Vietnam veterans salute lost comrades

By Aroha Mane

It's arguably New Zealand's most controversial war from the 20th century. Many looking to serve honorably were impacted by political agendas, subject to Agent Orange exposure, reluctant to seek post-support services and fought for repatriation of lost loved ones. Today marks the 54th anniversary of Vietnam Veterans' Day.

Today surviving veterans pay tribute to their dearly departed comrades at the Pukeahu National War Memorial Park.

V4 Company veteran Taituha (Sonny) Hona says, “This is the thing I enjoy, I mean remembering what you did. Even more so remembering your mates who have died up there but also who have gone since and that's the beautiful thing of it all.”

Before Hona joined his mother had some reservations about him joining.

“The 161 Battery come back in1965, they come up Queen Street and they were pelted with tomatoes and regs and everything. My mother said to me you really want to go to Vietnam and come back to that. Anyway fast forward she actually picked me up from the airport to avoid all of that.”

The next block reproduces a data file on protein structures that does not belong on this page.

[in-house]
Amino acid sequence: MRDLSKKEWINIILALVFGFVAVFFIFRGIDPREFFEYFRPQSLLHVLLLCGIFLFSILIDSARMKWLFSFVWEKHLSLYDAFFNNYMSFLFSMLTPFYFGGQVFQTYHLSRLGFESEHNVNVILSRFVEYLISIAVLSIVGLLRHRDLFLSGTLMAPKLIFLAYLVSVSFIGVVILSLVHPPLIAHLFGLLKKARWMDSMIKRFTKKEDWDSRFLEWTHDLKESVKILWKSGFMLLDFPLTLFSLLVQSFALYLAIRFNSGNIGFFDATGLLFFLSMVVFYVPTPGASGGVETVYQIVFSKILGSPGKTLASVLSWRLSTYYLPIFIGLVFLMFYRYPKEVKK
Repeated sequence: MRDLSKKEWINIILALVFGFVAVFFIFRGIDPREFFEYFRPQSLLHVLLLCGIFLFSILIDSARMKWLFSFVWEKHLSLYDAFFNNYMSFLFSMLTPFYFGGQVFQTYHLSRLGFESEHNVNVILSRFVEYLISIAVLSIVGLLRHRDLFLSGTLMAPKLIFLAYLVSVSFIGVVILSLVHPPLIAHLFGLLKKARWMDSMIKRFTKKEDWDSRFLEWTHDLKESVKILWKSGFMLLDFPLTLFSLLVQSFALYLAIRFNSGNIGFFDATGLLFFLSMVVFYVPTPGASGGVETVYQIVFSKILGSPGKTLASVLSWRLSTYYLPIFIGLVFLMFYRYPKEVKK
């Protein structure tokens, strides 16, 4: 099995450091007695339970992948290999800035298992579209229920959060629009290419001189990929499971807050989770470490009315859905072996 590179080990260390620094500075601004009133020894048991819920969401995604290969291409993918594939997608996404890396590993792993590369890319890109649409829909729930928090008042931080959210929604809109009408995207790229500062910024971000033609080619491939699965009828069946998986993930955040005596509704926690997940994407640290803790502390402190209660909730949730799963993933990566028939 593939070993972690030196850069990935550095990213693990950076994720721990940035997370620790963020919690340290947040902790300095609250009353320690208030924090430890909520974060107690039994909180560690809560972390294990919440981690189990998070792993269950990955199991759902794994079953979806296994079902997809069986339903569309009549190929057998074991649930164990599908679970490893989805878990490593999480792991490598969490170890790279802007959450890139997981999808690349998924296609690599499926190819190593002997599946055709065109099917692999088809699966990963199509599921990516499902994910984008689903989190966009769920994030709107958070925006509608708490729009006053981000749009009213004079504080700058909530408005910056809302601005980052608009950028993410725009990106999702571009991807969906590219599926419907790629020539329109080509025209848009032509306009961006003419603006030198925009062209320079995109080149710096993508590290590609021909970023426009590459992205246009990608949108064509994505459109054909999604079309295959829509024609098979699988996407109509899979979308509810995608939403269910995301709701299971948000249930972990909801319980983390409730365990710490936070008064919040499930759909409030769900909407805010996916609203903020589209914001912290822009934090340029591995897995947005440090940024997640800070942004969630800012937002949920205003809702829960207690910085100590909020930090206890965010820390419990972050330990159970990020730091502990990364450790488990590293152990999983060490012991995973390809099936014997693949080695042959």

More than 3,000 NZ personal served in Vietnam and Thirty-seven men died while on active service and 187 were wounded.

“I come from the heart of the North Island and you can hear te reo of the different people. You can understand, ok you're from Taranaki and you're Ngāti Porou, now you're Ngāpuhi. You might have a dig at each other but at the end of the day you're all singing.”

There were very few Māori veterans who served in Vietnam who attended today's service and the question remains is it too little too late to offer them support.

“I guess the political question as asked by my daughter cos I did take her back to Vietnam. She said dad did you guys really need to be here, I said darling when you're in the army you do what the army tells you. But in hindsight, you're probably correct.”

Now all that's left is the sound of sorrow in the heart for those soldiers who fell in the war in Vietnam.